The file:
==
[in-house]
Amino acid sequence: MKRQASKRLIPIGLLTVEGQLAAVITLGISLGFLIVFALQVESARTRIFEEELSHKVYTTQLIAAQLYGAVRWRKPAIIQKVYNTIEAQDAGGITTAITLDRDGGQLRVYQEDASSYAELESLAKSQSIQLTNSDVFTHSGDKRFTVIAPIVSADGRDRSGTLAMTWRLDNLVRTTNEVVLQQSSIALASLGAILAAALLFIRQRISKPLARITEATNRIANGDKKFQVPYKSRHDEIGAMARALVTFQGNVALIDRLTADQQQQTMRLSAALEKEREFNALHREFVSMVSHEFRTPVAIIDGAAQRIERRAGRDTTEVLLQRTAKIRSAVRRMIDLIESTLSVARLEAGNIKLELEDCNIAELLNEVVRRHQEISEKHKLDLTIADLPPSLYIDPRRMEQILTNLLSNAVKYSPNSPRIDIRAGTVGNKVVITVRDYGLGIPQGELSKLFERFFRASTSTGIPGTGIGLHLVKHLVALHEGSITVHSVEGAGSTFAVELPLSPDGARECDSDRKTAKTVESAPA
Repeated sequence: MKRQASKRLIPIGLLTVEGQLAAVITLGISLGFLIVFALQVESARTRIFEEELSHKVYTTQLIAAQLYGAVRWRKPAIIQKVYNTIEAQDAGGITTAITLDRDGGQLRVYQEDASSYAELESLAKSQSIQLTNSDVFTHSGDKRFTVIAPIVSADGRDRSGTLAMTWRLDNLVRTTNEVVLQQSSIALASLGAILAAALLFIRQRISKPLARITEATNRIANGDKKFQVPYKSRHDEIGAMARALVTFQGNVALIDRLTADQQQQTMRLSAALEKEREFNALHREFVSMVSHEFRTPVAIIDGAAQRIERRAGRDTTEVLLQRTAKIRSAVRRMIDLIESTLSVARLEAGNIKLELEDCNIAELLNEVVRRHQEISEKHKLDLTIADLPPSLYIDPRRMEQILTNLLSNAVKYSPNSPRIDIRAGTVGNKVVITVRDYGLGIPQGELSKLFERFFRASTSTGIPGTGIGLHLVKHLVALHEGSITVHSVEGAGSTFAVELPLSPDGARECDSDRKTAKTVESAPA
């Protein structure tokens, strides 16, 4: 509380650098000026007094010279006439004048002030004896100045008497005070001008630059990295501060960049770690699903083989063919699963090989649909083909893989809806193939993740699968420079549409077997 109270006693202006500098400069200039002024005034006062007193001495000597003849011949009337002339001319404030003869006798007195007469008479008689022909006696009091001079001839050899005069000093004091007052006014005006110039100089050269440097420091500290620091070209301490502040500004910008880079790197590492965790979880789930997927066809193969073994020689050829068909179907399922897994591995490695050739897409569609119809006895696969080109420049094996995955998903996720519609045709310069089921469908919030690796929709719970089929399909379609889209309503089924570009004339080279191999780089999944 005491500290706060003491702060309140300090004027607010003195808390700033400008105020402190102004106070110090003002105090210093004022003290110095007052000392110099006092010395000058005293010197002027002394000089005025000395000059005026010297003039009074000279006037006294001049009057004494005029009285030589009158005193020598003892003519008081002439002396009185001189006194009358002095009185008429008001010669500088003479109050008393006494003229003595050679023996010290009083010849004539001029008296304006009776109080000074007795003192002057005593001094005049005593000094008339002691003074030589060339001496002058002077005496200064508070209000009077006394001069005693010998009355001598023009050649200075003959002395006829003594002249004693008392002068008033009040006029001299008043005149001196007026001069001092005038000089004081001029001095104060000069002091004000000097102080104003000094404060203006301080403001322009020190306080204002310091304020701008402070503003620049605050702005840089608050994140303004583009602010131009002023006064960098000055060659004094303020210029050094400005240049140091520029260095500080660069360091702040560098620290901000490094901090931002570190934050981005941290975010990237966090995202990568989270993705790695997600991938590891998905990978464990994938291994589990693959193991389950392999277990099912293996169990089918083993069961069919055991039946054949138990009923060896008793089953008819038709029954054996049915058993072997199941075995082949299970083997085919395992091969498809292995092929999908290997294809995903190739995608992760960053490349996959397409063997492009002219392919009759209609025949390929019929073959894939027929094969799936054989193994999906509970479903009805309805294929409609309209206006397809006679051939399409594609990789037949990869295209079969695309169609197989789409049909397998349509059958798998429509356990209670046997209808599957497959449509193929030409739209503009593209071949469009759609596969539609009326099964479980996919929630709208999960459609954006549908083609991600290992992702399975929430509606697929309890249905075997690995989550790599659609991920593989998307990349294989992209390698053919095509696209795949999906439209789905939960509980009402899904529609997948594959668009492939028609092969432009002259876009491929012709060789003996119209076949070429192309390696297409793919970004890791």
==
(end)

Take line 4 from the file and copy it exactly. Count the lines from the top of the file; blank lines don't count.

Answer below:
């Protein structure tokens, strides 16, 4: 509380650098000026007094010279006439004048002030004896100045008497005070001008630059990295501060960049770690699903083989063919699963090989649909083909893989809806193939993740699968420079549409077997 109270006693202006500098400069200039002024005034006062007193001495000597003849011949009337002339001319404030003869006798007195007469008479008689022909006696009091001079001839050899005069000093004091007052006014005006110039100089050269440097420091500290620091070209301490502040500004910008880079790197590492965790979880789930997927066809193969073994020689050829068909179907399922897994591995490695050739897409569609119809006895696969080109420049094996995955998903996720519609045709310069089921469908919030690796929709719970089929399909379609889209309503089924570009004339080279191999780089999944 005491500290706060003491702060309140300090004027607010003195808390700033400008105020402190102004106070110090003002105090210093004022003290110095007052000392110099006092010395000058005293010197002027002394000089005025000395000059005026010297003039009074000279006037006294001049009057004494005029009285030589009158005193020598003892003519008081002439002396009185001189006194009358002095009185008429008001010669500088003479109050008393006494003229003595050679023996010290009083010849004539001029008296304006009776109080000074007795003192002057005593001094005049005593000094008339002691003074030589060339001496002058002077005496200064508070209000009077006394001069005693010998009355001598023009050649200075003959002395006829003594002249004693008392002068008033009040006029001299008043005149001196007026001069001092005038000089004081001029001095104060000069002091004000000097102080104003000094404060203006301080403001322009020190306080204002310091304020701008402070503003620049605050702005840089608050994140303004583009602010131009002023006064960098000055060659004094303020210029050094400005240049140091520029260095500080660069360091702040560098620290901000490094901090931002570190934050981005941290975010990237966090995202990568989270993705790695997600991938590891998905990978464990994938291994589990693959193991389950392999277990099912293996169990089918083993069961069919055991039946054949138990009923060896008793089953008819038709029954054996049915058993072997199941075995082949299970083997085919395992091969498809292995092929999908290997294809995903190739995608992760960053490349996959397409063997492009002219392919009759209609025949390929019929073959894939027929094969799936054989193994999906509970479903009805309805294929409609309209206006397809006679051939399409594609990789037949990869295209079969695309169609197989789409049909397998349509059958798998429509356990209670046997209808599957497959449509193929030409739209503009593209071949469009759609596969539609009326099964479980996919929630709208999960459609954006549908083609991600290992992702399975929430509606697929309890249905075997690995989550790599659609991920593989998307990349294989992209390698053919095509696209795949999906439209789905939960509980009402899904529609997948594959668009492939028609092969432009002259876009491929012709060789003996119209076949070429192309390696297409793919970004890791």